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Delivering Institutional Mediation in a Health Care Environment: Reflections on a Case Study

(Hospital Mediation -- A case study report).  

These reflections are on the experiences of Warren Robicheaux in instituting a successful institutional mediation system in a hospital.  His work has been duplicated at Randolph AFB, and Lackland, AFB, both in Texas.

Table of Contents:

  1. General Observations
  2. Methodology/Structure
  3. Other Issues, Comments

Rules/General Observations


  1. Take a step, any step, towards implementing institutionalized mediation processes.
  2. Learn by experience.
  3. Formalize what works in your environment.
  4. Set up an intake arrangement (a way to formalize moving people and problems into the process).


  1. Initiate a cadre of volunteer mediators to co-function in mediation as well as their regular assignments.
  2. Provide training to volunteers (with competitive bidding and local Dispute Resolution Centers, Warren paid $100.00 per day to have his cadre trained)(that is per day, not per person, per day).
  3. Set up a process.
  4. Track results.  (Slowly weed out those not suited to mediation by failing to assign them more mediations.  Do not create pressure for settlements, do encourage satisfaction with the process).


  1. The process must be understandable to those who participate.  (Use a long script and do outreach).
  2. The process must be private and confidential.
  3. No evaluation/no decisions made by the mediators.  In an institutional setting, refusing to render decisions or to provide evaluations makes an observable improvement in the percentage of cases that reach a satisfactory conclusion and an observable improvement in the satisfaction parties have with the process.
  4. The best success they had with the mediator's role was the mediator as a neutral facilitator wo communicates issues and helps to explore solutions.


  1. He began with 100% volunteer, "non-reimbursed" (but, already full-time employees who received time released from other duties to participate).  Some new-hires for co-ordinators/etc. seemed to justify itself as well.
  2. Using volunteers helped to educate the members of the environment as to the process and to involve them in it.
  3. Including on-going training (using HR, Legal and Labor Relations personell) is very important.
  4. Excellent for resolving EEO and other conflicts.
  5. Used co-mediators at first to bridge confidence gaps (e.g. "a mediator just like the party" co-mediator) until the process became familiar.



  1. EEO Complaints
  2. Negotiated Grievance Procedures & Arbitrations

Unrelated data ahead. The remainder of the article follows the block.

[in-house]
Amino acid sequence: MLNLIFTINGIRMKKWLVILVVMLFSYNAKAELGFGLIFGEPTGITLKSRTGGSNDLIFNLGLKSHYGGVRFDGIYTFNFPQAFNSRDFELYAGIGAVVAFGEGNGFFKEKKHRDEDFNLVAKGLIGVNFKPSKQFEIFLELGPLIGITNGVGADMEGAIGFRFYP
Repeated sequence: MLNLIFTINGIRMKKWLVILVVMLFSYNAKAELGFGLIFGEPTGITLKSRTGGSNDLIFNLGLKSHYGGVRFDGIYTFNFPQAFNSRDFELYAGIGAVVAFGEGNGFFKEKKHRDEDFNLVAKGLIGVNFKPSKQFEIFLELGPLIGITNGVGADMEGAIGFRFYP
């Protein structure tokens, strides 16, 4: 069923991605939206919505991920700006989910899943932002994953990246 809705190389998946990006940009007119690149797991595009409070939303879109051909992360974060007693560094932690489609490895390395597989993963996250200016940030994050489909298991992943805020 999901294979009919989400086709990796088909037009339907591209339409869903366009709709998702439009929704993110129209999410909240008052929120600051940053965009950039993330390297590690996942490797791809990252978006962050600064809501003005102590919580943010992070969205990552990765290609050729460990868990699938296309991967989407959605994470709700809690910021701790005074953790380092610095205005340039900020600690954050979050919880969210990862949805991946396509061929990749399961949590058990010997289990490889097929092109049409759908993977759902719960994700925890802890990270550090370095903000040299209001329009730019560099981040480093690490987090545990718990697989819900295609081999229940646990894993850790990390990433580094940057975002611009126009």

3. MSPBC Appeals
  4. Unfair Labor Practice Allegations
  5. Local Negotiations
  6. Inter-agency agreements (took in other cases from related entities)
  7. Intra-agency agreements (took in cases from other branches of the same entity).


  1. Intake and preliminary arrangements made. (pre-mediation was part of the model)
  2. Introductory statement by the mediator.
  3. Initial statements by the parties (not their represenatives), uninterrupted.
  4. Two way exchange
  5. Issue and problem clarification.  
  6. Generating options (brainstorming -- usually in joint session).
  7. Exchanges and negotiations begun.
  8. Agreement reached.
  9. Agreement reduced to writing.
  10. Closure.

..See the slideshow at Mediation Model and Mediation Ethics Slideshow


Other Issues

Common Questions/Anticipated Problem Spots

  1. Vis a vis collective bargaining agreements, the process was used informally in parallel with (much as settlement conferences are used).
  2. A separate position for a mediation director can be avoided by a successful steering group if they are willing to take the time (and the entity can spare them).  Lackland AFB found it more economical and efficient to have a full-time employee as a director once the process became established.
  3. Large group vs. small group models were both effective.
  4. Statutory and Collective Bargaining Timelines may or may not be an issue.
  5. Agreements were generally in writing at the close of the mediation, but with a general practice of mediation for any conflict in enforcement or meaning.  This is an important factor since in an institutional setting the parties are going to continue interacting again and again (vs. a mediated automobile accident case).
  6. There was a strong case against background knowledge.  Mediators who did not have background knowledge seemed to be more effective in helping the parties express themselves fully and letting the parties reach their own resolutions (which tended to be more lasting and to create more satisfaction).

Other Notes

  1. The amount of screaming and yelling that was considered "abuse" rather than "normal interaction" differed a great deal by group.
  2. Many participants felt that attorneys were not qualified to mediate, with rare exceptions.
  3. Caucuses were seen as an important option for three reasons.
  4. Post Agreement mediation and change in agreements was not seen as a failure.
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